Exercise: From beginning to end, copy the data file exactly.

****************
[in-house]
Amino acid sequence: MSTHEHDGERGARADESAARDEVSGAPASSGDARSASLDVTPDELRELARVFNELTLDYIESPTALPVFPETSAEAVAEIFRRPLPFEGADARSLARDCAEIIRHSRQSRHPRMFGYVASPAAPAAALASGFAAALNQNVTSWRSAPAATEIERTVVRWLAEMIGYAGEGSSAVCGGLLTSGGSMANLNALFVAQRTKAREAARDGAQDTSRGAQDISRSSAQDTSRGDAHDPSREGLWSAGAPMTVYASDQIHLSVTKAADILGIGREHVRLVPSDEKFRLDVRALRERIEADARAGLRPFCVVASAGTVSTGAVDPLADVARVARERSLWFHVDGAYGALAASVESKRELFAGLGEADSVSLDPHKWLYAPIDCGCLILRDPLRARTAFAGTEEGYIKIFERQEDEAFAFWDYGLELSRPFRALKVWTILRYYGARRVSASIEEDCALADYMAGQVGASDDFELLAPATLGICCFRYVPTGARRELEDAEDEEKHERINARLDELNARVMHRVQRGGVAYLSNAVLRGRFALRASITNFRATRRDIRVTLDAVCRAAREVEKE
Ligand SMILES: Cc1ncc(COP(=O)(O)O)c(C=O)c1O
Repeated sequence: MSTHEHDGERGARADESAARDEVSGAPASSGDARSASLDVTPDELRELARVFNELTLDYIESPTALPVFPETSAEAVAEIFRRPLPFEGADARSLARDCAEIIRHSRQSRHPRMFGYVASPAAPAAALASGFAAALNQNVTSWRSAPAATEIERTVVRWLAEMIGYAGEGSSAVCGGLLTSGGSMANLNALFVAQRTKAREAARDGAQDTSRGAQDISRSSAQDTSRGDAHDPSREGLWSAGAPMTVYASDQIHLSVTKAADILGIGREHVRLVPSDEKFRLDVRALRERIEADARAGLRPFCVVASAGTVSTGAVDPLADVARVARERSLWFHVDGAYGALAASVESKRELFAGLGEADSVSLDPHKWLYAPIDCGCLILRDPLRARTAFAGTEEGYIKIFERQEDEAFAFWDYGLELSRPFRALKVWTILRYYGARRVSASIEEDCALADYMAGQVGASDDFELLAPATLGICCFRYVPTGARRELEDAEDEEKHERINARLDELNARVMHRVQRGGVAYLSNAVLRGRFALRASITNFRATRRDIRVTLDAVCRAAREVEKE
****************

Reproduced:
[in-house]
Amino acid sequence: MSTHEHDGERGARADESAARDEVSGAPASSGDARSASLDVTPDELRELARVFNELTLDYIESPTALPVFPETSAEAVAEIFRRPLPFEGADARSLARDCAEIIRHSRQSRHPRMFGYVASPAAPAAALASGFAAALNQNVTSWRSAPAATEIERTVVRWLAEMIGYAGEGSSAVCGGLLTSGGSMANLNALFVAQRTKAREAARDGAQDTSRGAQDISRSSAQDTSRGDAHDPSREGLWSAGAPMTVYASDQIHLSVTKAADILGIGREHVRLVPSDEKFRLDVRALRERIEADARAGLRPFCVVASAGTVSTGAVDPLADVARVARERSLWFHVDGAYGALAASVESKRELFAGLGEADSVSLDPHKWLYAPIDCGCLILRDPLRARTAFAGTEEGYIKIFERQEDEAFAFWDYGLELSRPFRALKVWTILRYYGARRVSASIEEDCALADYMAGQVGASDDFELLAPATLGICCFRYVPTGARRELEDAEDEEKHERINARLDELNARVMHRVQRGGVAYLSNAVLRGRFALRASITNFRATRRDIRVTLDAVCRAAREVEKE
Ligand SMILES: Cc1ncc(COP(=O)(O)O)c(C=O)c1O
Repeated sequence: MSTHEHDGERGARADESAARDEVSGAPASSGDARSASLDVTPDELRELARVFNELTLDYIESPTALPVFPETSAEAVAEIFRRPLPFEGADARSLARDCAEIIRHSRQSRHPRMFGYVASPAAPAAALASGFAAALNQNVTSWRSAPAATEIERTVVRWLAEMIGYAGEGSSAVCGGLLTSGGSMANLNALFVAQRTKAREAARDGAQDTSRGAQDISRSSAQDTSRGDAHDPSREGLWSAGAPMTVYASDQIHLSVTKAADILGIGREHVRLVPSDEKFRLDVRALRERIEADARAGLRPFCVVASAGTVSTGAVDPLADVARVARERSLWFHVDGAYGALAASVESKRELFAGLGEADSVSLDPHKWLYAPIDCGCLILRDPLRARTAFAGTEEGYIKIFERQEDEAFAFWDYGLELSRPFRALKVWTILRYYGARRVSASIEEDCALADYMAGQVGASDDFELLAPATLGICCFRYVPTGARRELEDAEDEEKHERINARLDELNARVMHRVQRGGVAYLSNAVLRGRFALRASITNFRATRRDIRVTLDAVCRAAREVEKE